- Pima's Lorenson named NJCAA National Pitcher of the Week
- Police & fire scanners
- State election chief seeks new funds for hobbled campaign finance website overhaul
- 9th Circuit rejects cases on Navajo Generating Station impact & closing
- Resolution mine official calls permitting process a barrier to business
- A note to UA's new president: In my day, we didn't have 'safe places'7
- Arizona voting rights advocates see little change, but hope for future3
- Lawyer: BP 'lost or destroyed' original video of Nogales cross-border shooting1
- Shafer withdraws as candidate for TUSD interim sup't1
- TUSD set to hire interim leaders after apparent open meeting law violation1
Posted Apr 17, 2014, 1:41 pm
There's nothing new to the idea that congressional incumbents have a huge advantage in fundraising, but recent campaign totals show just how difficult it can be to out-maneuver a sitting representative on the money front. Just one challenger, CD 2's Martha McSally, raked in big bucks, with CD 3's Gabby Mercer faring so badly that her campaign account is running in the red.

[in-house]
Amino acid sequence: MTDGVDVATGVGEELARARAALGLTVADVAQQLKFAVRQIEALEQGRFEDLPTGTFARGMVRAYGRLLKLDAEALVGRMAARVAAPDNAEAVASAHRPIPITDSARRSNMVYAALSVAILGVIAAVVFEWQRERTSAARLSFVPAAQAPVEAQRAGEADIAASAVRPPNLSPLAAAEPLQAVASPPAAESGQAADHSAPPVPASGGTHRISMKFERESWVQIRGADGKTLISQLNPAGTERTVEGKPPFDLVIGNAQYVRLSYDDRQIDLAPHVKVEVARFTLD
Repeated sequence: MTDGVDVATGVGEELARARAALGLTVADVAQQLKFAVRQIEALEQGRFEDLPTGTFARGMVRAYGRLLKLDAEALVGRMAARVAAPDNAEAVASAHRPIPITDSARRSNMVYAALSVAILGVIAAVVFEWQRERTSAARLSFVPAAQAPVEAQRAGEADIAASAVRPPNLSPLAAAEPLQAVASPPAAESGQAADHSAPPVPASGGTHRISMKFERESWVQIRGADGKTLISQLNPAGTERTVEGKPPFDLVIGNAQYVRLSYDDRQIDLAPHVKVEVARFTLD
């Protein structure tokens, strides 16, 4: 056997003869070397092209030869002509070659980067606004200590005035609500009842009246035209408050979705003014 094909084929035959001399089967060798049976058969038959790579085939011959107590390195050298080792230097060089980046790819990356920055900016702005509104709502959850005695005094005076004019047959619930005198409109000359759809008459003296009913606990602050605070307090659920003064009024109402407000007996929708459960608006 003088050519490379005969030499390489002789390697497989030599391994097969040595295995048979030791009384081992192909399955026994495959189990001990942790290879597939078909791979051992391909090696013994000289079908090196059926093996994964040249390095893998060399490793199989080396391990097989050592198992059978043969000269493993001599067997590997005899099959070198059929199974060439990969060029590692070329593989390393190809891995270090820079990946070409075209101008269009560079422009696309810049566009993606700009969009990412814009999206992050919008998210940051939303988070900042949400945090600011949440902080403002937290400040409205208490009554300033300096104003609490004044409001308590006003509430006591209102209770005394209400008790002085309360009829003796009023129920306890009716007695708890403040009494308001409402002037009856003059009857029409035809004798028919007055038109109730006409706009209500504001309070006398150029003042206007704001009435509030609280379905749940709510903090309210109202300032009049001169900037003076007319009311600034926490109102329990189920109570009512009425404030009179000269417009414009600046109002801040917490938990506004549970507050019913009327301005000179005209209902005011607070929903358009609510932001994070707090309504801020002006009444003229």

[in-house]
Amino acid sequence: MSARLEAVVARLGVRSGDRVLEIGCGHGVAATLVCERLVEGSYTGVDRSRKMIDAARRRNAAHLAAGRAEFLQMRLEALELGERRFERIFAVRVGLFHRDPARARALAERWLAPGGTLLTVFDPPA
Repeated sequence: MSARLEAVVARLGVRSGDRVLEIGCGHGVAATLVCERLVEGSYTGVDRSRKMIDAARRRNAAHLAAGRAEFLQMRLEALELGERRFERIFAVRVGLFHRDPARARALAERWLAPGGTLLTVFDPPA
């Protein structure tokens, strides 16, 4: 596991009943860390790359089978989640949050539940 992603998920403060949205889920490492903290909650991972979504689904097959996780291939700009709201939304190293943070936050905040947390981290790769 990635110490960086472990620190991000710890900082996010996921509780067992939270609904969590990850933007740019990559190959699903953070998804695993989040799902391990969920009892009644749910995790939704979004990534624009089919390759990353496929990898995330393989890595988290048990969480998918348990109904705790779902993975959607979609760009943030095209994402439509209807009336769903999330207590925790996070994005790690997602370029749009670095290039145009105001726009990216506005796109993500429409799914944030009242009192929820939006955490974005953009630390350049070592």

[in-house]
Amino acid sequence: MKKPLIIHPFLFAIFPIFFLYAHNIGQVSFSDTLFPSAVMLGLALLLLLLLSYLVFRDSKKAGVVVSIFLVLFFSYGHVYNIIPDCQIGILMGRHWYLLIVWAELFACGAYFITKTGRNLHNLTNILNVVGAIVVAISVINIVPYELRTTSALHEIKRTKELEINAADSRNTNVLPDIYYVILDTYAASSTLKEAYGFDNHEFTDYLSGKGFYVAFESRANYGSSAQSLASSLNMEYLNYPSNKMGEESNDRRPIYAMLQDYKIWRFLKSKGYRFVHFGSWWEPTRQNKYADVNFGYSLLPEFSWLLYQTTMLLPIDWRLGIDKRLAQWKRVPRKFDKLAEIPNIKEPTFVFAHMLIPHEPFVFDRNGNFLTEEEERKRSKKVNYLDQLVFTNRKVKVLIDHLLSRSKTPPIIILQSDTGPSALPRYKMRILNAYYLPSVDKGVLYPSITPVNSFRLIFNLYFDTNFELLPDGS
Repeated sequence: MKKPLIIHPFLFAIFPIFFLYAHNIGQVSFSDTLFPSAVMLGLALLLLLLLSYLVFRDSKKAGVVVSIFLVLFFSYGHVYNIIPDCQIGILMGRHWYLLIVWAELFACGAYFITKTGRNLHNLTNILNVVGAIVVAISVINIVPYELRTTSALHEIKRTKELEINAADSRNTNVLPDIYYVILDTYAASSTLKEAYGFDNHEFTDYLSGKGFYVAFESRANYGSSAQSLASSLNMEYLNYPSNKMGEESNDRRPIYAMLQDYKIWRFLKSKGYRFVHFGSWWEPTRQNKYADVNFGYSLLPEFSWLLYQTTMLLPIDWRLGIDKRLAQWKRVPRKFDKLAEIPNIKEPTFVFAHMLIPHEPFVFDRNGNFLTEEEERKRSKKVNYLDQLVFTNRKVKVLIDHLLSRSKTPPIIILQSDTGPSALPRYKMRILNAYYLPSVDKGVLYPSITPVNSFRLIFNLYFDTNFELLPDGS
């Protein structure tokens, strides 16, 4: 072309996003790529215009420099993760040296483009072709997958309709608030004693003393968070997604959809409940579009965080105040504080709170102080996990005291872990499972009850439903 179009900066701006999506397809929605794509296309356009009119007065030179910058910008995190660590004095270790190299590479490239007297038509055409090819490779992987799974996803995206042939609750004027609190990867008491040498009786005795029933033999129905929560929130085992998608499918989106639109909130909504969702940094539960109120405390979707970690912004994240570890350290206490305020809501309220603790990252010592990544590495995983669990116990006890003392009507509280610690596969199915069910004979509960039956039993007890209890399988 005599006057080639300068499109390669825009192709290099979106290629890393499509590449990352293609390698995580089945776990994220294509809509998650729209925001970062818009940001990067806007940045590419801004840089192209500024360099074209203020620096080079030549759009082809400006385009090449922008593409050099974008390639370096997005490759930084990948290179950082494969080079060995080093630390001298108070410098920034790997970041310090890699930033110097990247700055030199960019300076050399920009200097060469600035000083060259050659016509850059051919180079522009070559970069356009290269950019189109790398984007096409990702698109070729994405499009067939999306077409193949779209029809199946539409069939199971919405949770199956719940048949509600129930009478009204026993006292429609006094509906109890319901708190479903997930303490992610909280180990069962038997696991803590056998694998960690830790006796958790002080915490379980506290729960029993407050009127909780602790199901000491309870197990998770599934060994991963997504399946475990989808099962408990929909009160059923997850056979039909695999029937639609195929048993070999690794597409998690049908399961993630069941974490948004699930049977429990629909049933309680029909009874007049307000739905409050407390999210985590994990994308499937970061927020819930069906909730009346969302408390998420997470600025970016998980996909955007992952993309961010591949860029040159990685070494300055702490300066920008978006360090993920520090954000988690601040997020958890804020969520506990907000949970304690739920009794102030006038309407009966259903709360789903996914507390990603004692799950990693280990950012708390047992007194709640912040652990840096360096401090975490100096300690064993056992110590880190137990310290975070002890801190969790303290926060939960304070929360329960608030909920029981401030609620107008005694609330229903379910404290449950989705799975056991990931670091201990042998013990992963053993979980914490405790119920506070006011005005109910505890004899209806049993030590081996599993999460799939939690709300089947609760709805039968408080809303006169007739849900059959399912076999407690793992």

McSally, a Republican seeking a rematch against Rep. Ron Barber and not facing much of a challenge in the party primary, actually out-raised the sitting congressman in the first quarter of the year.
Papers filed with the Federal Election Commission before Tuesday's deadline show McSally pulled in $441,000 during the first period of 2014. She has about $850,000 cash in the bank, out of $1.2 million raised for her second run for Congress.
Barber, who raised $422,000 in the first quarter, still maintains a larger campaign warchest, with $1.2 million on hand out of an overall $1.6 million raised for the election cycle.
Ann Kirkpatrick, representing the far-flung CD 1, raised nearly $325,000 between Jan. 1 and March 31, with more than $1 million on hand.
Two of the three Republican challengers for the district combined to raise less than Kirkpatrick's total. Andy Tobin raised just under $149,000, and Gary Kiehne pulled in $66,000 during the first three months of 2014.
Records for a third challenger, Adam Kwasman, were not yet available from the FEC on Thursday.
Southern Arizona's other congressional district, Raul Grijalva's CD3, showed the incumbent far in the lead, although raising less money than his fellow Democrats in other districts.
Grijalva added just over $42,000 in the first quarter to his campaign account, which sits at $109,000. That total is far higher than the negative balance shown for Gabriela Saucedo Mercer, whose account was $155.81 in the red. Mercer reported raising just $1,951, while spending $2,880.